Summing Up

Who knew that abilities I learned when I was an undergrad years ago (OK, decades ago) would make my life easier when using a modern tool like AutoPkg? Take my ideas and experiment with your own variations. I hope that this makes things a little easier for those who don’t spend a lot of time in the Terminal—and for those who do, too.


[1] It is possible to run the original UNIX command by starting with a backslash. In this instance, that would be \ls. [Return to main text]

[2] On macOS, every Terminal window you open is a Login Shell, so placing your configuration commands in ~/.bash_profile will ensure that they are processed. Some general UNIX or Linux references will suggest using ~/.bashrc, as that is the file processed when you run an Interactive Shell (which is different from a Login Shell). That won’t load on macOS without creating a ~/.bash_profile file that has the command source ~/.bashrc in it. So I suggest you skip the middleman. [Return to main text]

[3] The alternative, I suppose, is to make an override for a recipe that is still in development. The problem I find with that approach is that I am usually making more than one recipe in the chain (e.g., a .download and a .pkg recipe). I test each separately, so I would have to make an override for each during testing and remake the override if I added any Input key/value pairs during development. I’d rather just bypass trust verification for my testing period. [Return to main text]

[4] Thanks to Greg Neagle for sleuthing out a workable syntax for this command. I found that using the -k FAIL_RECIPES_WITHOUT_TRUST_INFO=no option would not turn trust off, so Greg suggested an empty string ("") and that worked. This is because the -k or --key option only passes a string value, not the boolean value we need here. In this case, having a null or absent value is treated as False, which is what we want, whereas the presence of any value (even the word “no”) was treated as True. [Return to main text]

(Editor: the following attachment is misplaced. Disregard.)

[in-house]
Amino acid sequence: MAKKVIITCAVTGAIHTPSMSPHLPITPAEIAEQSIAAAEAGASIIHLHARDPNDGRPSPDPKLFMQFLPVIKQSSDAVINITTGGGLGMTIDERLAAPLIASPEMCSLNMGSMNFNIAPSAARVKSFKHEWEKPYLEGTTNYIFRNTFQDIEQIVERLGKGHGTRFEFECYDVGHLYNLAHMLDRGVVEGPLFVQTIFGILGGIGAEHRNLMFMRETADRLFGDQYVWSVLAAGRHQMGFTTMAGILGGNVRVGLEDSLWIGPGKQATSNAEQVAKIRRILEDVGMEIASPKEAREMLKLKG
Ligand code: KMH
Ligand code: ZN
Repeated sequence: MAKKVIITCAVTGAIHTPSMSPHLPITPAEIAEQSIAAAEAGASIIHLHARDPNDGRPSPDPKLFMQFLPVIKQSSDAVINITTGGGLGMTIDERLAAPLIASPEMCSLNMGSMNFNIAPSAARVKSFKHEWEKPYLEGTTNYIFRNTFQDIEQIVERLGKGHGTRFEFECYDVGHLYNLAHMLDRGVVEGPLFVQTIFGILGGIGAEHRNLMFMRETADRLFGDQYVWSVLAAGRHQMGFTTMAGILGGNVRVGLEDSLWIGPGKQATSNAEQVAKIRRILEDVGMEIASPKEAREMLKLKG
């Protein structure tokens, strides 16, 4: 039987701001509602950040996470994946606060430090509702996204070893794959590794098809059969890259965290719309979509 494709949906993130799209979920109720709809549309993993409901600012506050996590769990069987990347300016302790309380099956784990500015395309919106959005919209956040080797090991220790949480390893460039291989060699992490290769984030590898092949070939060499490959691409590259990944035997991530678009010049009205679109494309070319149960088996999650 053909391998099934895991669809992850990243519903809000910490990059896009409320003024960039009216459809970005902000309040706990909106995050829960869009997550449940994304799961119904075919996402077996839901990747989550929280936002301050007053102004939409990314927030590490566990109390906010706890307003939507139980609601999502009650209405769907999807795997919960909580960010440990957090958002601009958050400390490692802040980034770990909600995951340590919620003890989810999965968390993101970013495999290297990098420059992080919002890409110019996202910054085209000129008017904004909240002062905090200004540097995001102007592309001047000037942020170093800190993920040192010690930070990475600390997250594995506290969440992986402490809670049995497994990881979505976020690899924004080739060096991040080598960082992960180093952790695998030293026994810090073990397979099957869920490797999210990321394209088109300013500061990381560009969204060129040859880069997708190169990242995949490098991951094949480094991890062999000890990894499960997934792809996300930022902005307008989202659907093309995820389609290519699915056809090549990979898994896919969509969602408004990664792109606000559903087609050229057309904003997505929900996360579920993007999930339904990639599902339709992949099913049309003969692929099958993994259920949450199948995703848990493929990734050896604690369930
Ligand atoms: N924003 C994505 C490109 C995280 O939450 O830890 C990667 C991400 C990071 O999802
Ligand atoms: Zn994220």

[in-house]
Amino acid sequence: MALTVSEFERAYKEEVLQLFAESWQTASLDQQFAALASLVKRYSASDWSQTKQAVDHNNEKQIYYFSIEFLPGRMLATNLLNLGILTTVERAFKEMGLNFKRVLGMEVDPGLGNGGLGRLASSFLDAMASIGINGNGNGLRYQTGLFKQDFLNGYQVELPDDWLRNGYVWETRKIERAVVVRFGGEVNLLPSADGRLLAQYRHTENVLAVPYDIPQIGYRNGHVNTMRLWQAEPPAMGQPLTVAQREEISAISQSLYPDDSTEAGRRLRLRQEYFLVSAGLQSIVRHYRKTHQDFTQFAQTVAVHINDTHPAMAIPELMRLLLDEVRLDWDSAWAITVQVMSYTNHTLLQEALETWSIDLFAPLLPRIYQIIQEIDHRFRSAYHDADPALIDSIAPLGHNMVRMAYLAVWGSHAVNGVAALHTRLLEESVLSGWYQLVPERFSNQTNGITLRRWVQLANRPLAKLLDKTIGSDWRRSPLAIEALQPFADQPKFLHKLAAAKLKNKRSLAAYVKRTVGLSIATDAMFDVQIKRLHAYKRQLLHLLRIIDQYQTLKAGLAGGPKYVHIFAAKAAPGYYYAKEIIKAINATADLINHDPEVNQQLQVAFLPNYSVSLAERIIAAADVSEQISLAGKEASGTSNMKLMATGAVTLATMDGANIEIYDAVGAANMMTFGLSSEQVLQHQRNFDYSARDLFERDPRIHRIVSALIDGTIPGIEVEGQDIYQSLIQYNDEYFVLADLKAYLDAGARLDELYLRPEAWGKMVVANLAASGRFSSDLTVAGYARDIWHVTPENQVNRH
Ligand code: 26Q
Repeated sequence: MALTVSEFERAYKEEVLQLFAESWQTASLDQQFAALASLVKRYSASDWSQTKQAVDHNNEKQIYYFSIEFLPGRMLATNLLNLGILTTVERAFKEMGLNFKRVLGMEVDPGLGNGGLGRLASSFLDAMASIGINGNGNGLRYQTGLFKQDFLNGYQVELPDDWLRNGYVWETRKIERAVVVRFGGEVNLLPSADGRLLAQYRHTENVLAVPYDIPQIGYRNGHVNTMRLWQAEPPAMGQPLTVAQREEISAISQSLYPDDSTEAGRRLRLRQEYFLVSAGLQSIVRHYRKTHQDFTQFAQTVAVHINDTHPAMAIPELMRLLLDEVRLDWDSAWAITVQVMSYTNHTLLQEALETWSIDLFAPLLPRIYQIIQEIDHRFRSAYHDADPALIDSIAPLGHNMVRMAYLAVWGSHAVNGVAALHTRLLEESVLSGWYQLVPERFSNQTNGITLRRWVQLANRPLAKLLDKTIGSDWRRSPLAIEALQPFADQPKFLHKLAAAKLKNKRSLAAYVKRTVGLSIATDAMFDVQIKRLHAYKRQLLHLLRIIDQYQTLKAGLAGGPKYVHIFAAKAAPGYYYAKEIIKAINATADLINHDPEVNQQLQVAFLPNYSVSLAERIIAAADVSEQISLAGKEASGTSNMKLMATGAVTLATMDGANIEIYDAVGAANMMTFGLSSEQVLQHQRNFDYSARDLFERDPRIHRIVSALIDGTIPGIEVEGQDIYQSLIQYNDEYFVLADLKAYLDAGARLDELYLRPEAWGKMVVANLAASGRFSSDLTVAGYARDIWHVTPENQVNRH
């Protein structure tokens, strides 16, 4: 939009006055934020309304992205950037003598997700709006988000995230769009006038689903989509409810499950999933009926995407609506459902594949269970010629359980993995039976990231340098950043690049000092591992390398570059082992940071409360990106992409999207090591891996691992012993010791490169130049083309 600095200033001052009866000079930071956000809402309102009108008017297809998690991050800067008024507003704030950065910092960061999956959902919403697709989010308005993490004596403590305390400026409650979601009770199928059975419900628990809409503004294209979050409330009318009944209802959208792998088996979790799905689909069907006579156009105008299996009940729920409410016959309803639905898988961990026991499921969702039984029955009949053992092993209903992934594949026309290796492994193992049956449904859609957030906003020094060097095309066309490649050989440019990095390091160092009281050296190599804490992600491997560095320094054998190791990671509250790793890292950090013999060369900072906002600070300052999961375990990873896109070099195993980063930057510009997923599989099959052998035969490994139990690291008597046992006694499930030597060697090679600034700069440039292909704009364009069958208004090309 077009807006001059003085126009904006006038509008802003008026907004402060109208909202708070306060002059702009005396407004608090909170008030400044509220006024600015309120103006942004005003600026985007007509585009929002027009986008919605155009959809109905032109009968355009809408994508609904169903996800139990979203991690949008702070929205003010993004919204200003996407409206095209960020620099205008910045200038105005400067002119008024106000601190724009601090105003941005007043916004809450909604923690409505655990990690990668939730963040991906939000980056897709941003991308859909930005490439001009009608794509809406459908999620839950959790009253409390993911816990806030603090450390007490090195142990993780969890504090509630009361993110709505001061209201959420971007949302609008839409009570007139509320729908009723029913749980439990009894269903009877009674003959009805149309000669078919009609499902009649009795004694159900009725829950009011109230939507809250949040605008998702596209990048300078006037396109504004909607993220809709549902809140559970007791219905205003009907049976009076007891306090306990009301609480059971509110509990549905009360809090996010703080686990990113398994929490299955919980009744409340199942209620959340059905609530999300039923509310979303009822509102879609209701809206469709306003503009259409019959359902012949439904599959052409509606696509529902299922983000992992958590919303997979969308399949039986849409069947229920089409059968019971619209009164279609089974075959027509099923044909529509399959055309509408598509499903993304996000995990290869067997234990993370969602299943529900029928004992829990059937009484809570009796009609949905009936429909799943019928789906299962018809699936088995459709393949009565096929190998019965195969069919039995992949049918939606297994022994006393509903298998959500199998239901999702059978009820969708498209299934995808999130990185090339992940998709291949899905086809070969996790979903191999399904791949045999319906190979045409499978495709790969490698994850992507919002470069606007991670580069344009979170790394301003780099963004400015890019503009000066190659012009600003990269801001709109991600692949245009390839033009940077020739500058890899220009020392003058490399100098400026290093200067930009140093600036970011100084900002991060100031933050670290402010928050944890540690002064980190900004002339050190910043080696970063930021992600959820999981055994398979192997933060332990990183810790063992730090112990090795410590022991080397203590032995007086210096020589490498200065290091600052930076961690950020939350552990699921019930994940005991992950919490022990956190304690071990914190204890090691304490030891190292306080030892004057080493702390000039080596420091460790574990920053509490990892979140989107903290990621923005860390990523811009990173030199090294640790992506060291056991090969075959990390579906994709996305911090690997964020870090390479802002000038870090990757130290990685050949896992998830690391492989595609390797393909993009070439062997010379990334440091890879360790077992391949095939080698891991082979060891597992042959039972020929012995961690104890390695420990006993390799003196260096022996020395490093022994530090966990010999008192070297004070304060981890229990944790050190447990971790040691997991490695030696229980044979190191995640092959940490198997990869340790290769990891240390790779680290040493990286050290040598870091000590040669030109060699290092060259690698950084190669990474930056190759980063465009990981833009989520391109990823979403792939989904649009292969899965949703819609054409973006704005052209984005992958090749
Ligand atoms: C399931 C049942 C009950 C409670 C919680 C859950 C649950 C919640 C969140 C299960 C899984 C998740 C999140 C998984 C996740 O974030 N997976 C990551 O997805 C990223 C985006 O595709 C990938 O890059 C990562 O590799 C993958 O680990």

[5] If you use or test the ~/.bash_profile file in this repo, take a look at the difference between how the alias command represents my notrust command (where I used single quotes outside and double quotes inside) and my trust command (where I did the reverse). The shell parses both commands correctly, but when it reports the alias, it converts the outside quotes to single quotes. It does not do the same to the inside quotes, however. Instead, any single quotes inside the outer quotes have to be escaped. It does this automatically in my trust example because the two sets of quotes were different, but if you were to try to type it with only single quotes, you would have to put a quoted backslash ('\') in front of each inside single quote. It’s so much simpler to just use single quotes outside and double quotes inside unless there is a technical reason not to do so. [Return to main text]